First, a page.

3-4 point low approach one-space high pincer

    Keywords: Joseki
BQM184 3-4 point low approach one-space high pincer one space jump 3-4 point low approach one-space high pincer knight's move
White's common replies - a and b  

black+circle is considered the most forceful of the available pincers against the low approach. The reason is that if White plays tenuki, Black at t is obviously strong.

The normal idea for White is to come out, with the interesting play at a daring Black to cut (3-4 point low approach one-space high pincer knight's move), or at b (3-4 point low approach one-space high pincer one space jump).

The play at x is used against almost all other pincers, but isn't common against the high pincer.[1]

Chris Hayashida: Michael Redmond discusses the move at x in [ext] his commentary on the first game of the 1st Quzhou Lanke Cup Final, Game 1, between Shin Jinseo and Gu Zihao.. He says that it's more tactically complicated, and the variations cover a quarter of the board.

Other replies  

Next in popularity are the contact play c (3-4 point low approach one-space high pincer, contact underneath) and the counter-pincer d. Then come White e, tenuki, f and g. The play at h may have been invented by Karigane Junichi, and can transpose into a one-space low pincer variation when Black answers at c.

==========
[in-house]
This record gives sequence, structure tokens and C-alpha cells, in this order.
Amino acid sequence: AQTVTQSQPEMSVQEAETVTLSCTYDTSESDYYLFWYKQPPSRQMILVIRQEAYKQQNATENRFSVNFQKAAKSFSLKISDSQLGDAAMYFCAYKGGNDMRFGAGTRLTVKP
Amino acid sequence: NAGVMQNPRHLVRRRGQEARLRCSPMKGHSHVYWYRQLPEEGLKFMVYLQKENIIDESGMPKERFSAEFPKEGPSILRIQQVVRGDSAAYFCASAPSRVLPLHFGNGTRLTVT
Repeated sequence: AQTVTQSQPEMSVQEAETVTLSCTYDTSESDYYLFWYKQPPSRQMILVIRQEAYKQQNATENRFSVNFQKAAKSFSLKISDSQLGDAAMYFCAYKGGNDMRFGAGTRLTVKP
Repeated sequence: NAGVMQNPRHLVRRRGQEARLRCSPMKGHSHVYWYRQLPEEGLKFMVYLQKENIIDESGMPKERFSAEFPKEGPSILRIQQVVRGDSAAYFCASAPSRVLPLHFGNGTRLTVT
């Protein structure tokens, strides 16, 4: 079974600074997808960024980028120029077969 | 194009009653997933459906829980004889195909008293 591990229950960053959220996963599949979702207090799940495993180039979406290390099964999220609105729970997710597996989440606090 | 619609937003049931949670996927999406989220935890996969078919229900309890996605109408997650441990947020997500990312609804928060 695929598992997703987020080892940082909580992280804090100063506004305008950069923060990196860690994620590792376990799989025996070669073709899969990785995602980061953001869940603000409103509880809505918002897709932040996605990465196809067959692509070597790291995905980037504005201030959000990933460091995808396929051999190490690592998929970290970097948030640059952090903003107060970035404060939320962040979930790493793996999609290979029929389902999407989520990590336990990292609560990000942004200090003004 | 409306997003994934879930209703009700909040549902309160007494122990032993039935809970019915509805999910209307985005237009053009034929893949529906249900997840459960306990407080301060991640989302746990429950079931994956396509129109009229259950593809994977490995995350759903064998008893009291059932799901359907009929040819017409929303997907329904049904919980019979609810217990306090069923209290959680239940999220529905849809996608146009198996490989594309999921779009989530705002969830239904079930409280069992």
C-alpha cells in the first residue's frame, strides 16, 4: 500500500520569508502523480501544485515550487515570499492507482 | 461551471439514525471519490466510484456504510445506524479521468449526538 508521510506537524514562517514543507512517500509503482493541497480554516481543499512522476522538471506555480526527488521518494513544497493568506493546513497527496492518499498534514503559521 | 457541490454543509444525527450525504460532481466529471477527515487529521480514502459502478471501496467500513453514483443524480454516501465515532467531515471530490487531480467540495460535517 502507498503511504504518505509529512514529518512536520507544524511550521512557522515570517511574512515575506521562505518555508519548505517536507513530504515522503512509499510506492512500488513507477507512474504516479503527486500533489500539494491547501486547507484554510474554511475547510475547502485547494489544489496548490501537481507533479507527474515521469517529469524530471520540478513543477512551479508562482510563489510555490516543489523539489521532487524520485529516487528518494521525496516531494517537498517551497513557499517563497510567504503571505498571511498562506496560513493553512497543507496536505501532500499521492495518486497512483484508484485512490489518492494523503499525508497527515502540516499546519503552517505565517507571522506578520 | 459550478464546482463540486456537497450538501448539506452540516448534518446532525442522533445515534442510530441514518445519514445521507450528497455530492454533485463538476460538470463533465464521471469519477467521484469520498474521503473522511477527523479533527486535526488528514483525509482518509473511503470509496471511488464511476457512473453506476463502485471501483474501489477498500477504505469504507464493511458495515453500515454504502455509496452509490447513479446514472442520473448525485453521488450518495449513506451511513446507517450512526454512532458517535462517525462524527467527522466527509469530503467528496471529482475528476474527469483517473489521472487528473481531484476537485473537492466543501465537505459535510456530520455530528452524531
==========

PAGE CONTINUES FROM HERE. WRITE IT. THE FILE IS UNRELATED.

Discussion of e

Replies to the 3-3 attachement  

After W1, black can peep at a or play hane at b.

The peep  

If black peeps, white defends at W3 and black covers at B4. Now white can play:

  • the peep at a, to which black will defend with b. White can then jump out with c
  • the hanekomi at b. Black will then atari with a, and after white stretches, defend the cut with one of the moves around c.
The hane  

If black plays the hane, this is the common followup. White now plays tenuki, because a and b are miai for life

Jeff: A 5d that I talk to is always criticizing me for letting myself get sealed in. After black a, will white immediately play b to live, granting black the chance to seal him in around c? Or will white resist being sealed in by forgoing b so he can escape (hopefully in sente so he can come back to b)?

Herman Hiddema Generally, white will immediately play b in that case. If black gets both a and b, the group will become weak, and therefore a target for attack. In this case, getting sealed in is ok. Firstly, because starting with W1 already indicates that you are trying to settle your group quickly, if you did not want that, you would've played W1 at c or some such move. And secondly, because white has already gotten to play tenuki once (with W7), despite this being black's corner to begin with. So white has gotten an extra move elsewhere in exchange.


Why is x uncommon?
Because after Black cutting the white keima B1 ends well placed as peep against White's connection. as a good peep against White's connection, White is forced to connect directly in bad shape. More discussion at BQM184.

See also:

3-4 point low approach one-space high pincer last edited by ChrisHayashida on June 21, 2023 - 00:01
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